Amid fierce criticism, GSA defends and Md. leaders celebrate Greenbelt FBI HQ choice

Maryland officials celebrate the federal government's decision to move the FBI headquarters to Greenbelt, Maryland. From left: Rep. Glenn Ivey; Maryland Lt. Gov. Aruna Miller; Maryland Gov. Wes Moore; Sen. Ben Cardin; and Sen. Chris Van Hollen. (Courtesy Maryland governor's office)

When word got out that federal officials had chosen Greenbelt, Maryland, to be the new home of the FBI’s headquarters, criticism came fast and furious from both leaders in Virginia and leaders in the FBI.

While government officials in Maryland are celebrating the decision to locate FBI’s new headquarters in Prince George’s County, the General Services Administration is also defending its decision with newly-released documents showing agency leaders had been going back and forth about those same criticisms with FBI leaders for several weeks.

Md. leaders hail a ‘transparent process’

In a news conference Friday, government leaders in Maryland responded to some of the criticism about the site selection, while celebrating what they called a win based on merits — not politics.

“We have always known that we won on the merits,” Maryland Gov. Wes Moore said. “And actually, that’s not just true now. That was true over a decade ago, when the process began.”

Rep. Steny Hoyer, the former House majority leader, said: “The FBI needed site in the region that was secure, affordable and accessible, one suitable for the bureau’s crucial work. With that goal in mind, the GSA conducted a thorough, transparent and objective site selection process.”

“The GSA did what was right,” Maryland Sen. Ben Cardin said during the conference. “It was a transparent process.”

Maryland officials claim the Greenbelt site saves money for American taxpayers compared to the other potential site considered by GSA — a plot of land in Springfield, Virginia.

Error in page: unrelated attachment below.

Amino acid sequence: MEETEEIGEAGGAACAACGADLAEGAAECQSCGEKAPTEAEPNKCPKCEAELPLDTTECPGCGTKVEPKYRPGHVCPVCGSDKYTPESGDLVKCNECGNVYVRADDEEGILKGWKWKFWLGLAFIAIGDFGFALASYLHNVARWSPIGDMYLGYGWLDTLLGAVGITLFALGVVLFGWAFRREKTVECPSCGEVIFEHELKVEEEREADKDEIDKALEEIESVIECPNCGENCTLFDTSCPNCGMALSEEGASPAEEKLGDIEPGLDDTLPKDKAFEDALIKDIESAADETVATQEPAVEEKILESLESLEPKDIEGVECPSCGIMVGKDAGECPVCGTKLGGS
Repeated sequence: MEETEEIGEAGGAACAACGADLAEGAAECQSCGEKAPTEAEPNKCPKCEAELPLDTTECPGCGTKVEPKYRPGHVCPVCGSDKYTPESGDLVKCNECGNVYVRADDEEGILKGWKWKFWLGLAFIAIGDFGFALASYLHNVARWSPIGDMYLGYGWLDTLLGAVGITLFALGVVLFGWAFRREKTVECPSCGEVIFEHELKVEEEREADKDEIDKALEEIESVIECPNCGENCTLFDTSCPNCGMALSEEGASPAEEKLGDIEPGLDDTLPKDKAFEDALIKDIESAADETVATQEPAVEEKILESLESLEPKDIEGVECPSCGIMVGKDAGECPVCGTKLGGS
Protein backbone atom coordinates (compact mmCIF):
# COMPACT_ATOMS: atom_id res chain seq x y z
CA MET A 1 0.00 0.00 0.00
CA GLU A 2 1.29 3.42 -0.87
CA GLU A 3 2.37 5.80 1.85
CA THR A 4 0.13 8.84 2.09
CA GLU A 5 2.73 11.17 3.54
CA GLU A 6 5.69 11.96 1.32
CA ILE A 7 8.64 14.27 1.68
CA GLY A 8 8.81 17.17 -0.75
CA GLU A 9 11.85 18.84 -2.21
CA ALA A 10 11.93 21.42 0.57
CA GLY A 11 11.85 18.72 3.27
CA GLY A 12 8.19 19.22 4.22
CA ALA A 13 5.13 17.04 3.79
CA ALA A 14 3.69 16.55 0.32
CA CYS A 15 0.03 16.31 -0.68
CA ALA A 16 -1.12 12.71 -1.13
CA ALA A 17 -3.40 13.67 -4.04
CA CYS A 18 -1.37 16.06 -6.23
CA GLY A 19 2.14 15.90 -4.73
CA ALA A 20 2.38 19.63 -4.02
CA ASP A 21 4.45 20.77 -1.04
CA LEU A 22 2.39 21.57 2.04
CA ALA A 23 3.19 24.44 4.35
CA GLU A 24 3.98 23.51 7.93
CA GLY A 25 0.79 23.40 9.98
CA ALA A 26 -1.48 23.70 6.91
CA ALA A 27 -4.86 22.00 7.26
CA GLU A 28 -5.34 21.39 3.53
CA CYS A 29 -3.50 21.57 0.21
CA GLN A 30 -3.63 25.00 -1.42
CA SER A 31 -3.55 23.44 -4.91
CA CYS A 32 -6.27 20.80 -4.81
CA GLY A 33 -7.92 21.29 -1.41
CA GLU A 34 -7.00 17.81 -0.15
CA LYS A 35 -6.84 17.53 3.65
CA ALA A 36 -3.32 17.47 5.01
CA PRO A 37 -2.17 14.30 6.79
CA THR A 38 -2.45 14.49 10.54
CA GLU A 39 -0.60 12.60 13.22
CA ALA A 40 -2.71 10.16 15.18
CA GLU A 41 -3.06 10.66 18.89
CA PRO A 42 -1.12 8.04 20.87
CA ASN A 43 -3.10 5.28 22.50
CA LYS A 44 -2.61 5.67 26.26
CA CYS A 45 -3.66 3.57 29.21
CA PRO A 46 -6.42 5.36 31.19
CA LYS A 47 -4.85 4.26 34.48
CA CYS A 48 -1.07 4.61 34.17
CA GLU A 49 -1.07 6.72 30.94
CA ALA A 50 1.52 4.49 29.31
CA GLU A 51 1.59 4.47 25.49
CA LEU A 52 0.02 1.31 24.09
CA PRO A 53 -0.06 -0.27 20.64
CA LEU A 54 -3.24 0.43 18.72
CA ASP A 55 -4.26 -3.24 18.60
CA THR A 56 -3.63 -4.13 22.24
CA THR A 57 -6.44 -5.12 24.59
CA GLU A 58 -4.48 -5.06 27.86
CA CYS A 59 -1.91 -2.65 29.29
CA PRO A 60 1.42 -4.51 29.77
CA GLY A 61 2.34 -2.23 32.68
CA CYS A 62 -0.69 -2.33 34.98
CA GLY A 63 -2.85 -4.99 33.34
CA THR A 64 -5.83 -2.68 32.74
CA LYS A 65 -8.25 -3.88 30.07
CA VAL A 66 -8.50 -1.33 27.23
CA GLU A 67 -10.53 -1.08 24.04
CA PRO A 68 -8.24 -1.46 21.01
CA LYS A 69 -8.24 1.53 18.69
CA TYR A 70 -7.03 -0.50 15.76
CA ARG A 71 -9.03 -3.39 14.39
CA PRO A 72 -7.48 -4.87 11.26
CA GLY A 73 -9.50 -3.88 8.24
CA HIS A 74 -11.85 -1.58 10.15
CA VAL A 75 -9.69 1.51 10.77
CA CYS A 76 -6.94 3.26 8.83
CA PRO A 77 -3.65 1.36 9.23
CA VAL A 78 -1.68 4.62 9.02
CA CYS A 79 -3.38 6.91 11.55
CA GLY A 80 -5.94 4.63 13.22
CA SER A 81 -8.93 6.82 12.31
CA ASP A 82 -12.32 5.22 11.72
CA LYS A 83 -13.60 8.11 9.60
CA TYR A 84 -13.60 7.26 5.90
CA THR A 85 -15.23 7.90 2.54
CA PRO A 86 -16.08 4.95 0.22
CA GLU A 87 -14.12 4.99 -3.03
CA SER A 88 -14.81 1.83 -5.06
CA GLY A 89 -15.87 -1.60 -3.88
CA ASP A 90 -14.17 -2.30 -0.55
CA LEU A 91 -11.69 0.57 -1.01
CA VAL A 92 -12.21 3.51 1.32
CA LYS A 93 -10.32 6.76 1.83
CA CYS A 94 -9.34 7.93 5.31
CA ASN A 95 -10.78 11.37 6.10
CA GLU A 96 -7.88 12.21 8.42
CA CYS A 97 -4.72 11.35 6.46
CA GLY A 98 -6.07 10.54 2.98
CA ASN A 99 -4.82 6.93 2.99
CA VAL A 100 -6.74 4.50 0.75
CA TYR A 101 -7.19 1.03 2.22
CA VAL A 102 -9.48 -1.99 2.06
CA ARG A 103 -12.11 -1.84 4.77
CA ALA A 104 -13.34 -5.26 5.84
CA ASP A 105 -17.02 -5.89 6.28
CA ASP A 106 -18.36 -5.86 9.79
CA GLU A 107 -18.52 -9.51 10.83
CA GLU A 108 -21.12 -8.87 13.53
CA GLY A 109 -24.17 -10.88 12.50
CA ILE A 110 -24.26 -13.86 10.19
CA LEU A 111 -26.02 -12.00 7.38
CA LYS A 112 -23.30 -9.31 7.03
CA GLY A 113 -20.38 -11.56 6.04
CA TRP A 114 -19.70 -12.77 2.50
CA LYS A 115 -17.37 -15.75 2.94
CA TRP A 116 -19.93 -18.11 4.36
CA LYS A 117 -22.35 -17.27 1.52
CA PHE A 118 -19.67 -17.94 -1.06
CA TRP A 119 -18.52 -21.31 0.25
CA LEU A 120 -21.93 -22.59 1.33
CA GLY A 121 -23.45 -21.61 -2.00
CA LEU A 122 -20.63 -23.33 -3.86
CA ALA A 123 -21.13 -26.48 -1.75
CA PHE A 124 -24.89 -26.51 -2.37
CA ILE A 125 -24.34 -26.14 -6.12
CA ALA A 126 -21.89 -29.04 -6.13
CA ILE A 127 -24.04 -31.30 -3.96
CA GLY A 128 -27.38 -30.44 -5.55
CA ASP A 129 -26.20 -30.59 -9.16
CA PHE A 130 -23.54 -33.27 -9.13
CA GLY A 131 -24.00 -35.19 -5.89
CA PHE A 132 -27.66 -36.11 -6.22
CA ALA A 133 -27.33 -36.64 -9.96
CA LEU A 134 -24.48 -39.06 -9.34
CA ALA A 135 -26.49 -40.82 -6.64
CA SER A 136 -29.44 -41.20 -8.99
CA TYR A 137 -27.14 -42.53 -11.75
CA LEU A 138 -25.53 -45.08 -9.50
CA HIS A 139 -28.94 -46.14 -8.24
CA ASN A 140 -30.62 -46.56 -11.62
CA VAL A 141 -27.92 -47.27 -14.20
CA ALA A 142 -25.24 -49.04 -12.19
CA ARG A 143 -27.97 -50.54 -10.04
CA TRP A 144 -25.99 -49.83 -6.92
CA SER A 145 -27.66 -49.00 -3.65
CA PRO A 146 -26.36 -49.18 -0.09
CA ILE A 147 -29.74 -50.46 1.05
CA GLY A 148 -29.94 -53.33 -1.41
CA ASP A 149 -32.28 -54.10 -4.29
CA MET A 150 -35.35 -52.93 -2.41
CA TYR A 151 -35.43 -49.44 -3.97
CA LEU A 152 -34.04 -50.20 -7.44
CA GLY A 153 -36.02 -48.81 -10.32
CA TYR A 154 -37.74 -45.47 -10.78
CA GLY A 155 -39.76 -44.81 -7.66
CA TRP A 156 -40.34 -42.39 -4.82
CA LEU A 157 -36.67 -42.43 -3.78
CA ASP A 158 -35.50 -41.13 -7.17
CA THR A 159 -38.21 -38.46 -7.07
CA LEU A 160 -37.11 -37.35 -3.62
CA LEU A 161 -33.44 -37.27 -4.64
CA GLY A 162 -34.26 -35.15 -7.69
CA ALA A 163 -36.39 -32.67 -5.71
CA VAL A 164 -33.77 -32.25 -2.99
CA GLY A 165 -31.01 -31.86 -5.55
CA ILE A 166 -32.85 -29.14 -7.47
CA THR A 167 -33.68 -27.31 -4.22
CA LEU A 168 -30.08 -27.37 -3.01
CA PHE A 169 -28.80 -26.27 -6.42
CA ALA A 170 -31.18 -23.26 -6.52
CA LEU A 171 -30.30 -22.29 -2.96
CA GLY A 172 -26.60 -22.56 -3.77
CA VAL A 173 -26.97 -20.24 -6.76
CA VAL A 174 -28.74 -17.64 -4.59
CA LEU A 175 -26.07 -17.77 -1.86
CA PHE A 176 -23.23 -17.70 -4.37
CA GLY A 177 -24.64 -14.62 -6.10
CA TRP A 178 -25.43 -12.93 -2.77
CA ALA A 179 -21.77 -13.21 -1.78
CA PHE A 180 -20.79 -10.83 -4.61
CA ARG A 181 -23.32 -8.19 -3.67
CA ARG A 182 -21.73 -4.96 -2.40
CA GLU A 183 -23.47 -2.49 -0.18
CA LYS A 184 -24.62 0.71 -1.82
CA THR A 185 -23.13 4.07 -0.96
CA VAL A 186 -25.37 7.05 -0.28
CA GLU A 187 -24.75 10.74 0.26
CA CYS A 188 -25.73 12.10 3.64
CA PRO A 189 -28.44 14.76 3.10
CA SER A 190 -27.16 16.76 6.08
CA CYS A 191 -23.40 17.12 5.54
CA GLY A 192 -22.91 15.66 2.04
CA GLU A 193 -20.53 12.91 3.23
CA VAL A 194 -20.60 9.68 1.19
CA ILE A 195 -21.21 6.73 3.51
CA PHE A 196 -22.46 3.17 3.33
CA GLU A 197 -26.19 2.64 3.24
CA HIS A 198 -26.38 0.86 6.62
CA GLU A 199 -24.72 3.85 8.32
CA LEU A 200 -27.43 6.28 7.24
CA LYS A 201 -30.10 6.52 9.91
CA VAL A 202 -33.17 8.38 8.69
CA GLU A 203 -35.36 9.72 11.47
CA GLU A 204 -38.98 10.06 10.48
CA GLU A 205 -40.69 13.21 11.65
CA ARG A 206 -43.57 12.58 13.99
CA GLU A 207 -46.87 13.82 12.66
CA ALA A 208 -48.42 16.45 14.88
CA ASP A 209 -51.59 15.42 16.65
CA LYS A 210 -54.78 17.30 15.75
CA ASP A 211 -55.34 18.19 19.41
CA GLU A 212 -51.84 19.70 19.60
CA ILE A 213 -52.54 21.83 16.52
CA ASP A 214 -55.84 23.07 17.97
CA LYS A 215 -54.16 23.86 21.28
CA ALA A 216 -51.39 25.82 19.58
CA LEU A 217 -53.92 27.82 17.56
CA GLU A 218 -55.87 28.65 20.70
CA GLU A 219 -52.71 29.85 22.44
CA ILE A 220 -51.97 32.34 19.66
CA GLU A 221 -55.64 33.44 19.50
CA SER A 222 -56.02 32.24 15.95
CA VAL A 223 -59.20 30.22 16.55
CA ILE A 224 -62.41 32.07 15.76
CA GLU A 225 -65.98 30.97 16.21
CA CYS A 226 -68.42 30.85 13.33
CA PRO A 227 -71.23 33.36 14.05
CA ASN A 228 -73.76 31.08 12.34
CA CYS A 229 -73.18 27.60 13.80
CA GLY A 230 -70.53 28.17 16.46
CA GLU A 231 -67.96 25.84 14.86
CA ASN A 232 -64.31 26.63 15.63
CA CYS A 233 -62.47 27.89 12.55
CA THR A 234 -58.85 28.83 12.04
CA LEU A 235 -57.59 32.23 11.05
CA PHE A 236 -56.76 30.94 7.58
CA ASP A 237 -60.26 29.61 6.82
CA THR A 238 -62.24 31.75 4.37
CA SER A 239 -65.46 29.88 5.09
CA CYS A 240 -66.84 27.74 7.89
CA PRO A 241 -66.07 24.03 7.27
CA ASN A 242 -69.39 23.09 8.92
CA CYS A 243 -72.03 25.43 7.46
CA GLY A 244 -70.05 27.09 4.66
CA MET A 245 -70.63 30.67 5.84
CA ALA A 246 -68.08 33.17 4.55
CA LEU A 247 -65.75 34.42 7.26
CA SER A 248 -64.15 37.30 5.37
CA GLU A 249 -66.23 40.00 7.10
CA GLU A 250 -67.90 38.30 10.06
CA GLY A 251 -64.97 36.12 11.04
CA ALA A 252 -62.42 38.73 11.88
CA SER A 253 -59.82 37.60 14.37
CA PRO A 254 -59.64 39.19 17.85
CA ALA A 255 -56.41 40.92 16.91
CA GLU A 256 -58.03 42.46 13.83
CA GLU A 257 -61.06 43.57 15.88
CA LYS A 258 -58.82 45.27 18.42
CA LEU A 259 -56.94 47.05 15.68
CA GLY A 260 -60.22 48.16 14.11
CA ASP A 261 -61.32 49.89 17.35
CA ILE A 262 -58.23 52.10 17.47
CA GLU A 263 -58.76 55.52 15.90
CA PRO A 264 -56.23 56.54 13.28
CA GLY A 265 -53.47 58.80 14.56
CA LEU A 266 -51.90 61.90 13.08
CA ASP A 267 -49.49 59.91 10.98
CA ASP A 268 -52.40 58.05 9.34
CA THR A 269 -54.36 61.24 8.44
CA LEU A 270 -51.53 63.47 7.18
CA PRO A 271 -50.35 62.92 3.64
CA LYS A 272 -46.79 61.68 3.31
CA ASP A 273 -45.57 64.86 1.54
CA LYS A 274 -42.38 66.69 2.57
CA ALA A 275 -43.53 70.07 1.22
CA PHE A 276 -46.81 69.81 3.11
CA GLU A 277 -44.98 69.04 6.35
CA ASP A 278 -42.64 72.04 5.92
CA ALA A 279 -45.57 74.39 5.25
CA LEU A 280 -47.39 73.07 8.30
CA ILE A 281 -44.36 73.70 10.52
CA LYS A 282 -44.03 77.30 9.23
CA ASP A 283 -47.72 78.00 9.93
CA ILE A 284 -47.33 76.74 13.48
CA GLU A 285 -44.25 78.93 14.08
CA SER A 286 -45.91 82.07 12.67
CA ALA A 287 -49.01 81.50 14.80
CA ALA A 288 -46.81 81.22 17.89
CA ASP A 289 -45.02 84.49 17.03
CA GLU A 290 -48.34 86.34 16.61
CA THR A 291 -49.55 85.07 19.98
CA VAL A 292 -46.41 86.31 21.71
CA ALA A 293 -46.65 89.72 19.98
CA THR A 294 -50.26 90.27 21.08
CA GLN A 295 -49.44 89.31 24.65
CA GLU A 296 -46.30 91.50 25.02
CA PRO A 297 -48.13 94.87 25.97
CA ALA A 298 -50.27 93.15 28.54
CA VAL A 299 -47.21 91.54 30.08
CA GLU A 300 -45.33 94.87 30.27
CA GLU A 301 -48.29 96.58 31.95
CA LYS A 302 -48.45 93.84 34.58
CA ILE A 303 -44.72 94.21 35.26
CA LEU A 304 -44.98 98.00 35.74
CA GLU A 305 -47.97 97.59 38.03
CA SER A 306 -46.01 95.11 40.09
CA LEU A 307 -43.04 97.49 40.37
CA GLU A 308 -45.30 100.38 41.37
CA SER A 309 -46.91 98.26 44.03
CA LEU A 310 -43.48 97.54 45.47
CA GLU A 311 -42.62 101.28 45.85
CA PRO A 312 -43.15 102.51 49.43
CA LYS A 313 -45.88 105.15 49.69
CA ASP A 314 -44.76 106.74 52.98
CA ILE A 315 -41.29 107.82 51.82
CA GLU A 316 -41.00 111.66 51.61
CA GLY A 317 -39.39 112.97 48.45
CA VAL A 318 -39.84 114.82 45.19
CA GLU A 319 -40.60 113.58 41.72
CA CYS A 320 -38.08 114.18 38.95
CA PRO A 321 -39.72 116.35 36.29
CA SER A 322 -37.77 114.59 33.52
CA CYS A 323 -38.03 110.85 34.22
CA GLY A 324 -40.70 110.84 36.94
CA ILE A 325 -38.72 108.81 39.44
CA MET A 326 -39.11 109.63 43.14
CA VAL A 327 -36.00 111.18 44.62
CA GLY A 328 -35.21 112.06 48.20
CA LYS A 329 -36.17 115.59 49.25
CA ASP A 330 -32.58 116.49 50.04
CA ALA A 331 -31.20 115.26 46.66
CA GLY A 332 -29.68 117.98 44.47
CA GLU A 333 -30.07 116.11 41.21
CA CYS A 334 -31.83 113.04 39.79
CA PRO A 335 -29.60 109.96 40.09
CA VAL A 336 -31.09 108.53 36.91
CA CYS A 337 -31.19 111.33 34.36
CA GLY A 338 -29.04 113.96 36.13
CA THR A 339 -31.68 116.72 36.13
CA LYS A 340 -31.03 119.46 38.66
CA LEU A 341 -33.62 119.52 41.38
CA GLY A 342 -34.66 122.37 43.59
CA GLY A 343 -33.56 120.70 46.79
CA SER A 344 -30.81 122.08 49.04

“There’s over a billion reasons that it should be here in Greenbelt as opposed to Springfield,” said Lt. Gov. Aruna Miller, claiming that the Greenbelt choice is “probably close to $1.5 billion in savings to the American taxpayers.”

Miller also said that the Greenbelt location, as the most transit-accessible facility in the running for FBI’s new headquarters, now has the potential to take thousands of cars off the road.

On Thursday, a bipartisan group of Virginia officials, including Democratic Sens. Mark Warner and Tim Kaine and Republican Gov. Glenn Youngkin — issued an indignant statement, pointing to an “irrevocably undermined and tainted” process and saying the decision “must now be reversed.”

Warner has also called for an inspector general investigation.

At the news conference Friday, Maryland officials rejected charges of interference, and suggested there would be no do-overs.

“This is done,” Hoyer said. “An objective reading of all the facts led to the selection.”

Conflict of interest?

The Maryland news conference came after debate over the move ramped up Thursday with FBI Director Christopher Wray telling employees he was concerned about a “potential conflict of interest” in the site selection.

According to documents released Thursday, about a month before the public announcement of the headquarters move, the FBI first expressed concerns about the role that GSA official Nina Albert played in making the final decision — and whether her past employment with the Washington Metropolitan Transit Authority served as a conflict of interest.